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Research Projects You Should Know About 56

Anonymous Coward writes "Here is a look at 10 current IT and network research projects, from active cookies to faster wireless LANs to the latest anti-phishing schemes, that could be making their way out of labs and into companies and homes soon." Still no virtual sandwich I see.
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Research Projects You Should Know About

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  • Huh. (Score:5, Funny)

    by darkhitman ( 939662 ) on Wednesday June 28, 2006 @09:49PM (#15625523)
    Those are the ones that weren't censored out, I assume. The real list goes something like this: 1- Virtual pr0n 2- More of the above 3- See one and two 4- Identity-theft wizard 5- 1,2,3.
  • by slashbob22 ( 918040 ) on Wednesday June 28, 2006 @10:11PM (#15625605)
    "Sharing Wi-Fi with your neighbors" - Sign me up for my Doctorate. I've been doing research into this for years. So far I have determined that it works fairly well.

    I RTFA and I don't believe this is anything new; it is essentially a software based SLA with your neighbors. Frankly, I have been doing this with neighbors for a while now, albeit I do know them well.
    • Sod the neighbors we were selling this in 2003 to whole villages. The local pub would have a sat dish and an omni antennae on the roof, with a rackmount PC to join them together. We put access points with small directional plate antennaes into project boxes from maplin. silicone sealed them up. bolted them to poles. bolted the poles to peoples chimneys and ran cat5 with a power-over-network adapter through the attic into their computer/hub. Bish bash bosh. Requlated connections via the fixed IP addresses o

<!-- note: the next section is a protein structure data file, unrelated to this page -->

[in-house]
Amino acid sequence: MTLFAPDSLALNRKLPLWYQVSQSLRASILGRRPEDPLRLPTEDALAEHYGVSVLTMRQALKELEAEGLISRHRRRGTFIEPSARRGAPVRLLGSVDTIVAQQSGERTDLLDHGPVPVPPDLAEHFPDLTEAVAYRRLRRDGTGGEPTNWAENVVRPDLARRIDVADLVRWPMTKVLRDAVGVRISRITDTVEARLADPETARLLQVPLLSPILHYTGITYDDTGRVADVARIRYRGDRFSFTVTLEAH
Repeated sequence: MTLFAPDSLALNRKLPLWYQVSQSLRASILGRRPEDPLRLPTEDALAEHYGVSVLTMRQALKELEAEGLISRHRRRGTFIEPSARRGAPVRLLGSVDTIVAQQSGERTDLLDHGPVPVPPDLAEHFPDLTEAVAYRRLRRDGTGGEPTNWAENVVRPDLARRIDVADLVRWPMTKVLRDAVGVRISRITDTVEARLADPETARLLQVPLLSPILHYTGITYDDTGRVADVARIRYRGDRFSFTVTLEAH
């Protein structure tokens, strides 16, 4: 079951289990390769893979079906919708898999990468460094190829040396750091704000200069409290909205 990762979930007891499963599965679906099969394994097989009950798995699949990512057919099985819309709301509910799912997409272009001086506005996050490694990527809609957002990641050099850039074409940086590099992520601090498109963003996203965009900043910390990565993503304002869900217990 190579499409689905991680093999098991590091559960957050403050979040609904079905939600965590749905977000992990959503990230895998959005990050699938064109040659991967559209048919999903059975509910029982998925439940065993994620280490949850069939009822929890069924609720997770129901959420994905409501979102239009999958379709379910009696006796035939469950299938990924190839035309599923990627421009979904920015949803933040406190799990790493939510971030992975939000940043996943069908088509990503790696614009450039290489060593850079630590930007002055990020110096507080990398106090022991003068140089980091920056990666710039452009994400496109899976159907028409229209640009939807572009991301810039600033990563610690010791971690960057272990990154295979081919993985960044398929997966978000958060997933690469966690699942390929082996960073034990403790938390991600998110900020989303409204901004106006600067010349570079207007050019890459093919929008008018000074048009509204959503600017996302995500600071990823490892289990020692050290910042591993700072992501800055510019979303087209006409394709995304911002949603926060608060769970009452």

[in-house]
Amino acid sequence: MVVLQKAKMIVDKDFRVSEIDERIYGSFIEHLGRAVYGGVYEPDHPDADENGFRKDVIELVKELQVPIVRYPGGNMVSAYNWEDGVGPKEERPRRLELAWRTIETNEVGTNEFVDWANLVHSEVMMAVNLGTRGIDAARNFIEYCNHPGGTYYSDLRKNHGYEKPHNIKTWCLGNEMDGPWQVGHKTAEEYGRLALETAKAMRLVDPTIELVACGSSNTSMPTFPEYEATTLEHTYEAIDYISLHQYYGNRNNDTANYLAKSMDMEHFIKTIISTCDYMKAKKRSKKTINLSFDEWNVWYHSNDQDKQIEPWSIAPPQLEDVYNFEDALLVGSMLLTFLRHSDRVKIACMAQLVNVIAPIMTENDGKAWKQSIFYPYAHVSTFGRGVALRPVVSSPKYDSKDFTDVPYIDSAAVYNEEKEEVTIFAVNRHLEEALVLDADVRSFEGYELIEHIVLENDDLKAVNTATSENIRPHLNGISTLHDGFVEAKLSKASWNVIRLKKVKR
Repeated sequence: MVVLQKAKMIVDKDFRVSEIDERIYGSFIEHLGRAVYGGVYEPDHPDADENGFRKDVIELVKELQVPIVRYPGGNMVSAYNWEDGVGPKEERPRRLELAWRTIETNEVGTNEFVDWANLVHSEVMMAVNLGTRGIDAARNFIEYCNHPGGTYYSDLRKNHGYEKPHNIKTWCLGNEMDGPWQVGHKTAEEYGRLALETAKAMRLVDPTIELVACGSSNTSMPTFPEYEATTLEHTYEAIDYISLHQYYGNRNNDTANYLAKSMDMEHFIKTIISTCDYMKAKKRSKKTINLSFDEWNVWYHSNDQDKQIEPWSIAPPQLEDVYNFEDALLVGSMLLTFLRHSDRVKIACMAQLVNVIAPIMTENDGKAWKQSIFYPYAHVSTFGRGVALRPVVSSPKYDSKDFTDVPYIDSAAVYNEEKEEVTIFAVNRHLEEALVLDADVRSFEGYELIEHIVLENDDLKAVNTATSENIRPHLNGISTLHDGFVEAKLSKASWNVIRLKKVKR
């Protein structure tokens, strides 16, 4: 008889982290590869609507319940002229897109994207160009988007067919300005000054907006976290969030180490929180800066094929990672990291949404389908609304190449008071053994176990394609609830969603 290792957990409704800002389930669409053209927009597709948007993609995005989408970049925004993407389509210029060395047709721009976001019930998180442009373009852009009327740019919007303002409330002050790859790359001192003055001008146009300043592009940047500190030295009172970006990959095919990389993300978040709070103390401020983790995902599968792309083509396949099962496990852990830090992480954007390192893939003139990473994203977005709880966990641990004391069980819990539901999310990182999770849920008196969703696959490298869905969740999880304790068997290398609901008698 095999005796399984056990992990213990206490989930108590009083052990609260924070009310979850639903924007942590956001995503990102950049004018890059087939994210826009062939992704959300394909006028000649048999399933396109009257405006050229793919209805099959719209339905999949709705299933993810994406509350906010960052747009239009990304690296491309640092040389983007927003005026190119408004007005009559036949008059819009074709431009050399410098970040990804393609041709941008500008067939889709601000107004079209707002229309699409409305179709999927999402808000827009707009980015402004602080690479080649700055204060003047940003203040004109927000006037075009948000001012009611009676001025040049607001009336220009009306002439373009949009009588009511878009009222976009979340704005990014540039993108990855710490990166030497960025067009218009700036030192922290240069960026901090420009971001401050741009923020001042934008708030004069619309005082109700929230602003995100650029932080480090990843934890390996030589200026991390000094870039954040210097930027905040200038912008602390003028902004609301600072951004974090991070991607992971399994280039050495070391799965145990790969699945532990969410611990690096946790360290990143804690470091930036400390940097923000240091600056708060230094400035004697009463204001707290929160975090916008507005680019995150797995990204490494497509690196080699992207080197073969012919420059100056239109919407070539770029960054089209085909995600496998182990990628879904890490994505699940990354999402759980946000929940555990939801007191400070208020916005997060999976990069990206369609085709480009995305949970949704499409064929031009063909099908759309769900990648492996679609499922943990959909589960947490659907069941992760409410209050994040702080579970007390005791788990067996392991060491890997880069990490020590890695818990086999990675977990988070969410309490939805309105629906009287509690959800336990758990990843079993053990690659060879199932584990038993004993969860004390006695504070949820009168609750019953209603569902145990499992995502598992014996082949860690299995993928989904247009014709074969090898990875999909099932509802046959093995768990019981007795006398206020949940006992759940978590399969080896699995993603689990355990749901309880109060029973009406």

• Sharing Wi-Fi with your neighbors

      I may as well.

      After all, they've been sharing theirs with me for months now---thanks to AirSnort and them thinking a good password is their dog's name follwed by a "1".

      • Is that only possible with WEP? I've been using WPA (PSK) with SSID broadcast disabled though I'm not 100% confident that it's crackproof.

        Isn't there another more secure way of doing WPA, involving a separate server to issue keys? I have an unmodified WRT54G (v3) and a 400MHz P3 linux box collecting dust. How can I put them to use to make my wireless connection more secure? I started looking into dd-wrt and I'm interested though I need to read more about it. Ideally I'd like to be able to offer any random

  • by kihjin ( 866070 ) on Wednesday June 28, 2006 @10:13PM (#15625615)
    One of the ten research projects is "Human beings that live in computers."

    Interesting idea, but not original: /. started this in 1997.
  • by beavis88 ( 25983 ) on Wednesday June 28, 2006 @10:17PM (#15625626)
    That one sounds like it's straight out of 1999. Quick, someone register a .com and call the VC firms!
    • Re:Active cookies? (Score:5, Informative)